Ken Caminiti

Kenneth Gene Caminiti (April 21, 1963 – October 10, 2004) was an American third baseman who spent fifteen seasons in Major League Baseball (MLB) with the Houston Astros (1987–1994, 1999–2000), San Diego Padres (1995–1998), Texas Rangers (2001) and Atlanta Braves (2001). He was named the National League (NL) Most Valuable Player (MVP) with San Diego in 1996, and is a member of the Padres Hall of Fame. He died of a cocaine and heroin (a speedball) drug overdose on October 10, 2004.

Ken Caminiti
Ken Caminiti at Batting Practice
Third baseman
Born: April 21, 1963
Hanford, California
Died: October 10, 2004 (aged 41)
Bronx, New York
Batted: Switch Threw: Right
MLB debut
July 16, 1987, for the Houston Astros
Last MLB appearance
October 7, 2001, for the Atlanta Braves
MLB statistics
Batting average.272
Home runs239
Runs batted in983
Teams
Career highlights and awards

Early years

Caminiti was born in Hanford, California on April 21, 1963 to Yvonne and Lee Caminiti who had another son, Glenn and a daughter, Carrie. He starred in football and baseball at Leigh High School in San Jose, California, where he graduated in 1981.[1] In football, he was invited to many all-star games after his senior football season. He attended San Jose State University where he played baseball for the Spartans in 1983 and 1984.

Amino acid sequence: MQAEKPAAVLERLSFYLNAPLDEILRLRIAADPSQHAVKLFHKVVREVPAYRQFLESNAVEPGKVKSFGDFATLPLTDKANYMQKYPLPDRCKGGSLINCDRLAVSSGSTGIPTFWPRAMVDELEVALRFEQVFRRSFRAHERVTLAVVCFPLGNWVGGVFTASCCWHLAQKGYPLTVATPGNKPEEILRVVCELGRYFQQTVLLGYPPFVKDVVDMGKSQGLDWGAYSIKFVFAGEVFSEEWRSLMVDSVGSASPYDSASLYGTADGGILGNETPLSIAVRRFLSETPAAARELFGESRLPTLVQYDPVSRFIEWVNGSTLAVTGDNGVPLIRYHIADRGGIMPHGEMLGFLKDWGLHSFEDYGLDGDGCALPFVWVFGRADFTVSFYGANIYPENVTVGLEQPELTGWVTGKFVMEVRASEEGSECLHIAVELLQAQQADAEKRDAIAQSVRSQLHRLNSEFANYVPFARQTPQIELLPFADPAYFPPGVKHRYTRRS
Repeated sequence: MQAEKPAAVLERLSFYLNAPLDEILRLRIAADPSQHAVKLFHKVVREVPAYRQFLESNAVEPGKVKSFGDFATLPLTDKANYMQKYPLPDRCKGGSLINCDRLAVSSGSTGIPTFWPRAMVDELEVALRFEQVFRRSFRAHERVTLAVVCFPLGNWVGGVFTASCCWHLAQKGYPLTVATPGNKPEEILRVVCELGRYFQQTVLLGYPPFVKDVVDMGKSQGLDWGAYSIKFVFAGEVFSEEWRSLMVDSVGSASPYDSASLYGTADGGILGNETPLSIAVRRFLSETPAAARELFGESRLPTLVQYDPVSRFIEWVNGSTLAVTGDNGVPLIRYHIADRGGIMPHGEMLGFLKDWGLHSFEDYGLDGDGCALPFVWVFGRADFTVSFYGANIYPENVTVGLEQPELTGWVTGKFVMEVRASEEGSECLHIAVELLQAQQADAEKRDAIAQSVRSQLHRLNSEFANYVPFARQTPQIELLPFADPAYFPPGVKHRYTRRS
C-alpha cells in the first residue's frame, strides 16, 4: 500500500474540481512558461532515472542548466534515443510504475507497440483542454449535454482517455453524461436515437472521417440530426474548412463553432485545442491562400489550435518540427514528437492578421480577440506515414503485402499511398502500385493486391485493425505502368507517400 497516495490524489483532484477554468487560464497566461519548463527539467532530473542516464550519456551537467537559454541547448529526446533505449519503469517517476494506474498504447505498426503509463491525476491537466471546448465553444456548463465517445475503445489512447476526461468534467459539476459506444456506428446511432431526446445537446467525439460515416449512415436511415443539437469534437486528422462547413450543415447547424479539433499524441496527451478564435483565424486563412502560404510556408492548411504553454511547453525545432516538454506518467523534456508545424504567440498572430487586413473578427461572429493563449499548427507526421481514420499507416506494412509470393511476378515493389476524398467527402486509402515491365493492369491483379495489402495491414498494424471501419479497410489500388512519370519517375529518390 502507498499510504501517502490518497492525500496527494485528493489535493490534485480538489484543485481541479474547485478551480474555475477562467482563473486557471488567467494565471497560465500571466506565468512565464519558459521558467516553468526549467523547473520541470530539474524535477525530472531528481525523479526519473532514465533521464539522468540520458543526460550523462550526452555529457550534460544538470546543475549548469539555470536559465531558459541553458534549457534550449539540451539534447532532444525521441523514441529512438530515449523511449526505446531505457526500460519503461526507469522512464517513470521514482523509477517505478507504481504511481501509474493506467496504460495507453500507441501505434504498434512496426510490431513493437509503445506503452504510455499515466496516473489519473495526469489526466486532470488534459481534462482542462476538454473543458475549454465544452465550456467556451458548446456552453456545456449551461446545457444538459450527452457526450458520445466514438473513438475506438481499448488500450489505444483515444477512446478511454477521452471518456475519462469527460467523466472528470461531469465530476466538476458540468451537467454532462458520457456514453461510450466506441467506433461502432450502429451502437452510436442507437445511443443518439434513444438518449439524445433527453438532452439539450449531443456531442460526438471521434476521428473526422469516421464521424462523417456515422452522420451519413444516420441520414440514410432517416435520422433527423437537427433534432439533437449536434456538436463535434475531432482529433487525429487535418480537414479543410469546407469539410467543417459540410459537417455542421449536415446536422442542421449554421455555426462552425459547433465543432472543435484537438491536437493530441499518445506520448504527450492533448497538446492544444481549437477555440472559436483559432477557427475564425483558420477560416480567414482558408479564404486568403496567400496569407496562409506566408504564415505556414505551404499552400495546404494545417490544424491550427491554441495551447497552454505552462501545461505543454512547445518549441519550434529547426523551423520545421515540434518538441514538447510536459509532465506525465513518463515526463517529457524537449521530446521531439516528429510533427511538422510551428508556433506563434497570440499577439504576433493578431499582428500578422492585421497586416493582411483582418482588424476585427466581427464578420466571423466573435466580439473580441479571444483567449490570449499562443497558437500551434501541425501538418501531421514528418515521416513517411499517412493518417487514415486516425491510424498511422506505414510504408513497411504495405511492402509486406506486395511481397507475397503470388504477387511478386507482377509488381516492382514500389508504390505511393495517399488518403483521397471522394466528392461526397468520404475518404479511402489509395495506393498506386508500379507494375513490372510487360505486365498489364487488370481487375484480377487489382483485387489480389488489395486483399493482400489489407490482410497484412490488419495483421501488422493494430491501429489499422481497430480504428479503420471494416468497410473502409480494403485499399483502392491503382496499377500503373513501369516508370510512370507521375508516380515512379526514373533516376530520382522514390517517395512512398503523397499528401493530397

Baseball career

Minor leagues

Caminiti was signed as a 3rd round pick in the 1984 amateur draft by the Houston Astros. Caminiti played professional baseball for 15 seasons, beginning with the Osceola Astros of the Single-A Florida State League in 1985. He also played third base for the Indios de Mayagüez along with Wally Joyner in the Puerto Rico Winter League. He earned a call-up to the Double-A Columbus Astros in 1987.

Major leagues

Caminiti made his major league debut at age 24 with the Houston Astros on July 16, 1987. In 1988, Caminiti returned to the minor leagues, playing with the Triple-A Tucson Toros of the Pacific Coast League, before he was called up to stay late in the season. Caminiti was plagued with several injuries throughout his tenure in Houston, but he still hit 18 home runs in 1994 which earned him his first All Star Game selection.